You can also see the project pane on the right hand side of the background window in this screenshot. The project pane allows the developer to manage folders and files, and open them for editing — all from inside the same window as the code itself. Due to PHP often being deployed in a CGI setting, file locations are especially important.

Finally, this screenshot also shows that Dollar IDE currently makes no attempt to syntax highlight HTML, which is a great shame as PHP is often intermixed with HTML. This will be one of the first features I add when I eventually open source the project.

Danny

Semester 1, Year 3 draws to a close

Yesterday I had my last exam of the semester, and handed in my interim report for my final year project. Those two things being done signals the end of the first semester of the third and final year of my Bachelors degree. Exciting times.

This semester has been an interesting blend of very challenging, incredibly interesting and quite good fun — and though there have been a few times when I’ve felt slightly overwhelmed by work I’m glad I took the modules I did and felt I have learnt and achieved a lot!

I will receive the results for both “Languages and Their Compilers” and “Data Mining and Decision Systems” on the 24th of February, I will of course update the blog when I know what grades I have achieved.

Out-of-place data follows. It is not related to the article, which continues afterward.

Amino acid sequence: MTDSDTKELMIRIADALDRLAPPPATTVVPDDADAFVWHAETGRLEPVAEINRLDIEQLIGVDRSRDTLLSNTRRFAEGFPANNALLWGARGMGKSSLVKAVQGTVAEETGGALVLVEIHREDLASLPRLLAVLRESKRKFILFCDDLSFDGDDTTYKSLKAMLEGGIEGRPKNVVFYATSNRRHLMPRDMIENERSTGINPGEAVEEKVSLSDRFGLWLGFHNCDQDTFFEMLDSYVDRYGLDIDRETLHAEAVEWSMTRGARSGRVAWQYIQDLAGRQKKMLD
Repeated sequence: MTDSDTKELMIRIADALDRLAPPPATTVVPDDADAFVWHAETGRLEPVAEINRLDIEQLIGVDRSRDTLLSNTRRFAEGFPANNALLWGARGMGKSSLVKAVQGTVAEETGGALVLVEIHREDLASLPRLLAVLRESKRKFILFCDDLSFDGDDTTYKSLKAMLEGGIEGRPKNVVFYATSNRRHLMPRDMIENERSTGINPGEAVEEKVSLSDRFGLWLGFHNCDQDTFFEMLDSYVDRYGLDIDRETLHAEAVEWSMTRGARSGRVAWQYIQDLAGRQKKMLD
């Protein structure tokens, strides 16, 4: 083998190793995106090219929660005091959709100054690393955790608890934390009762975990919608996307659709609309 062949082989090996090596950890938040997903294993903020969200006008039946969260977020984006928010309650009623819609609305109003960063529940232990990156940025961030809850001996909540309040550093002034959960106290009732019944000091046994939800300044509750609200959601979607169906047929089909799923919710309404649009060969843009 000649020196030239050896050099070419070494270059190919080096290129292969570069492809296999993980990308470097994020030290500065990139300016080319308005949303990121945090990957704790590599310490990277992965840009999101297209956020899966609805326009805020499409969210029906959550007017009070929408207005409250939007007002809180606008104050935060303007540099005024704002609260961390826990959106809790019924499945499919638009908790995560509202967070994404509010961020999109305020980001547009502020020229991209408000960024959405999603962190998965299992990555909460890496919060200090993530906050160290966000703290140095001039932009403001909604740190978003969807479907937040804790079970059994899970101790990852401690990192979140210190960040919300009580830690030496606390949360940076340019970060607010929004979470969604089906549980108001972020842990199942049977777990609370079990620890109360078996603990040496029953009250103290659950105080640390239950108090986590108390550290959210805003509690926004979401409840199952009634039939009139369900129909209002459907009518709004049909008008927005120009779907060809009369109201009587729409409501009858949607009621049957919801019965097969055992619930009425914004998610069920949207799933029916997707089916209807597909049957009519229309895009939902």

Looking Forward

Year 3 Semester 2 Timetable

Year 3 Semester 2 Timetable

As you can see from the above timetable I expect to be spending a lot of my second semester of this year working on my final year project, an IDE for the programming language PHP.

Alongside my project and studies I will also be continuing in my role as an undergraduate demonstrator for the department of computer science. In the forthcoming semester I have been tasked with helping out students on the 1st year module “Programming 2” which teaches object orientation and other concepts in C#.

The two modules I will be taking in semester 2 are “Mobile Devices and Applications” and “Distributed Systems Programming”

Mobile Devices and Applications is the module concerned with developing mobile apps with a good user experience, knowledge of different mobile platforms — such as iOS, Android and Windows Phone — and technologies — such as 3G, 4G and WiFi. I am aiming to do really well in this module as I have already developed quite a few mobile apps.

Distributed Systems Programming is a module about the “architectures, technologies and programming paradigms used in implementing and deploying distributed computing applications”. A distributed system is “a software system in which components located on networked computers communicate and coordinate their actions by passing messages”. I’m looking forward to this module because I really enjoyed networking in year 2.